And so we loved him. We loved him for who he was. And we loved him for seeing the good in us.
Dr. Robert Wexler is president of the American Jewish University (formerly University of Judaism) in Los Angeles.
Dr. David Leo Lieber, rabbi, scholar and president emeritus of the American Jewish University (formerly University of Judaism) died Dec. 15 at 83 after a lengthy battle with a lung ailment.
"Rabbi David Lieber was a dear friend," said Rabbi Harold M. Schulweis of Congregation Valley Beth Shalom. "In every one of his conversations, there was a compassionate and caring soul. He leaves a remarkable legacy, not only in the public arena, in his scholarship and leadership, but in the personal relationship that he had with everyone -- colleagues, congregants, students and contributors."
Born in Poland, Lieber came to the United States at the age of 2. In 1944, he graduated magna cum laude from the College of the City of New York and earned a degree in Hebrew literature from the Jewish Theological Seminary of America (JTS).
In 1948, he was ordained at JTS. He earned his doctorate in Hebrew literature from JTS in 1951. In addition, he completed a master's and all but dissertation from Columbia University. He pursued post-graduate studies at the University of Washington and at UCLA.
At JTS, Lieber studied under Talmudist Saul Lieberman, Jewish Bible scholar H.L. Ginsberg and philosopher Mordecai Kaplan, whose groundbreaking vision led to the creation of the University of Judaism, which was renamed American Jewish University last year after a merger with Brandeis-Bardin Institute in Simi Valley.
Following retirement in 1993, after 29 years as AJU president, Lieber continued to teach. He also began focusing on a project he had first proposed in 1969, a new commentary on the Torah. The resulting "Etz Hayim: Torah and Commentary" sought to provide laity with a contemporary interpretation of the text and a commentary that embraced both tradition and change, ancient teachings and modern scholarship.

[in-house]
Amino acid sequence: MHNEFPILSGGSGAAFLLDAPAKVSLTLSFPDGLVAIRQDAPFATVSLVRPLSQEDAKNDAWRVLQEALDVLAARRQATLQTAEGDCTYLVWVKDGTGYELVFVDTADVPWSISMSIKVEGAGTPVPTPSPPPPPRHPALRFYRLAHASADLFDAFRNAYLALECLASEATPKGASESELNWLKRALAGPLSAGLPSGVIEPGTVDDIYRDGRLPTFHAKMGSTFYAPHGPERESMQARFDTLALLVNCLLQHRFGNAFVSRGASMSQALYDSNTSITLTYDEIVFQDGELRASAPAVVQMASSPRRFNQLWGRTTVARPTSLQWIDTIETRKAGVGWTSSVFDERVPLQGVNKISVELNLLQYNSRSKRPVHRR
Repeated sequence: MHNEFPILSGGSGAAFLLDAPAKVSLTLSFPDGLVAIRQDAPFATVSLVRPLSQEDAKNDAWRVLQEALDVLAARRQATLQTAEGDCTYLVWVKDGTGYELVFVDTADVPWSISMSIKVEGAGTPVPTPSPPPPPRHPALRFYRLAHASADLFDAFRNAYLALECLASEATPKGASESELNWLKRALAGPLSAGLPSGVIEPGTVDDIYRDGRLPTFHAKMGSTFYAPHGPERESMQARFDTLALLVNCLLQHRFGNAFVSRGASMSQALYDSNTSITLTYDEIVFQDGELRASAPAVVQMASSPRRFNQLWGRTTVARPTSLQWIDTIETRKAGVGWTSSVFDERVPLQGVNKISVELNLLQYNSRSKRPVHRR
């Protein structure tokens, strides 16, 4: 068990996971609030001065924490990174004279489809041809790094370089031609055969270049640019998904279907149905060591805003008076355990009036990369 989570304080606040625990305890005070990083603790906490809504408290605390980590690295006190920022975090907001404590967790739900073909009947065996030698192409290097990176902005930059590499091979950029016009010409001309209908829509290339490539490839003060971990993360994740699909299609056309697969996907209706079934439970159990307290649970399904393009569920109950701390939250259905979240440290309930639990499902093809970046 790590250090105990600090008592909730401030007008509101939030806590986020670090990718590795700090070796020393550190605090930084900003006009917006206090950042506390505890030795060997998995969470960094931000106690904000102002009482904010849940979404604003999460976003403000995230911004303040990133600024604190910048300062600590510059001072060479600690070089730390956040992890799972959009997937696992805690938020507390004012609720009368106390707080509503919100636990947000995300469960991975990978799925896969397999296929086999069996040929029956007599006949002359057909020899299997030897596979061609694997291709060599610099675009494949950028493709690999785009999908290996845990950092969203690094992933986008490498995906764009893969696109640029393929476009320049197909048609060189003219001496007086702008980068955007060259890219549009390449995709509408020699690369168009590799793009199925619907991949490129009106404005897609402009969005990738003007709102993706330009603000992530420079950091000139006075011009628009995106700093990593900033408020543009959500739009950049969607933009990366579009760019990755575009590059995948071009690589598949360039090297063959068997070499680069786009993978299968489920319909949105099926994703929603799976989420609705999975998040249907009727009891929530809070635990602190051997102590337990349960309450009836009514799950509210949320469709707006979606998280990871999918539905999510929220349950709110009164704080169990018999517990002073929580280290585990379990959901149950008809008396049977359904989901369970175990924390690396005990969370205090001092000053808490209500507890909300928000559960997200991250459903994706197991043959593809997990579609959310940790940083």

As a young man, Lieber was a leader of Shomer Hadati, the religious Zionist movement that is now B'nai Akiva. An early pioneer in the establishment of the Ramah camps, he was also the founding head counselor in the first of the camps in Wisconsin, a director in Maine and the founding director in California. Furthermore, Lieber was the founding director of Mador, the national training camp for Ramah counselors.
A former spiritual leader of Sinai Temple in Los Angeles (1950-1954), Lieber served as a U.S. Air Force chaplain, and as university chaplain for the B'nai B'rith Hillel Foundation at both the University of Washington (1954-1955) and Harvard University (1955-1956).
In 1956, when Lieber was appointed dean of students of the nine-year-old University of Judaism, the college was a Hebrew teachers institute, which also offered adult education classes, art exhibits and drama programs. The institution, today replete with an undergraduate college, graduate programs, seminary, think tanks and a large library on a 25-acre campus in Bel Air, was developed with Lieber's help.
In recognition of his work, Lieber was awarded the Doctor of Humane Letters degree, honoris causa, by the Hebrew Union College in 1982 and the Torch of Learning award by the Hebrew University in Jerusalem in 1984. Between 1996 and 1998, he served as the first West Coast president of the International Rabbinical Assembly.
Over the years, Lieber has authored some 50 articles, which appeared in a variety of journals.
Lieber is survived by his wife, Esther; sons, Michael and Danny; daughters, Susie and Debbie; and 11 grandchildren.
A service was held Dec. 18 at American Jewish University. In lieu of flowers, memorial donations may be sent to the university's Ostrow Library at American Jewish University, 15600 Mulholland Drive, Bel Air, CA 90077.